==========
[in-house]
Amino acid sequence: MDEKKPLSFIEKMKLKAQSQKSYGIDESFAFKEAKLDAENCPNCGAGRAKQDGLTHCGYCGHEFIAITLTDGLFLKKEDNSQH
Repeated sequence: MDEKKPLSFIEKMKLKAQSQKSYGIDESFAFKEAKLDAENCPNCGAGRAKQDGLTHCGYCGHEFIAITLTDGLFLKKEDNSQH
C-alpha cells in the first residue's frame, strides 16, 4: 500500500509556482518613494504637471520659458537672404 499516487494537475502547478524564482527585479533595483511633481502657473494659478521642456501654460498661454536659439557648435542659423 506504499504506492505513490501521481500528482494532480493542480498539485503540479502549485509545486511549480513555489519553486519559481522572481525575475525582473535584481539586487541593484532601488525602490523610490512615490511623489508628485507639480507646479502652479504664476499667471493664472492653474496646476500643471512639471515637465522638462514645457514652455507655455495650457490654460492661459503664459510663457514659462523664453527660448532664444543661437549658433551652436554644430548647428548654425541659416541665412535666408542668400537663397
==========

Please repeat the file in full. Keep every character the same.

[in-house]
Amino acid sequence: MDEKKPLSFIEKMKLKAQSQKSYGIDESFAFKEAKLDAENCPNCGAGRAKQDGLTHCGYCGHEFIAITLTDGLFLKKEDNSQH
Repeated sequence: MDEKKPLSFIEKMKLKAQSQKSYGIDESFAFKEAKLDAENCPNCGAGRAKQDGLTHCGYCGHEFIAITLTDGLFLKKEDNSQH
C-alpha cells in the first residue's frame, strides 16, 4: 500500500509556482518613494504637471520659458537672404 499516487494537475502547478524564482527585479533595483511633481502657473494659478521642456501654460498661454536659439557648435542659423 506504499504506492505513490501521481500528482494532480493542480498539485503540479502549485509545486511549480513555489519553486519559481522572481525575475525582473535584481539586487541593484532601488525602490523610490512615490511623489508628485507639480507646479502652479504664476499667471493664472492653474496646476500643471512639471515637465522638462514645457514652455507655455495650457490654460492661459503664459510663457514659462523664453527660448532664444543661437549658433551652436554644430548647428548654425541659416541665412535666408542668400537663397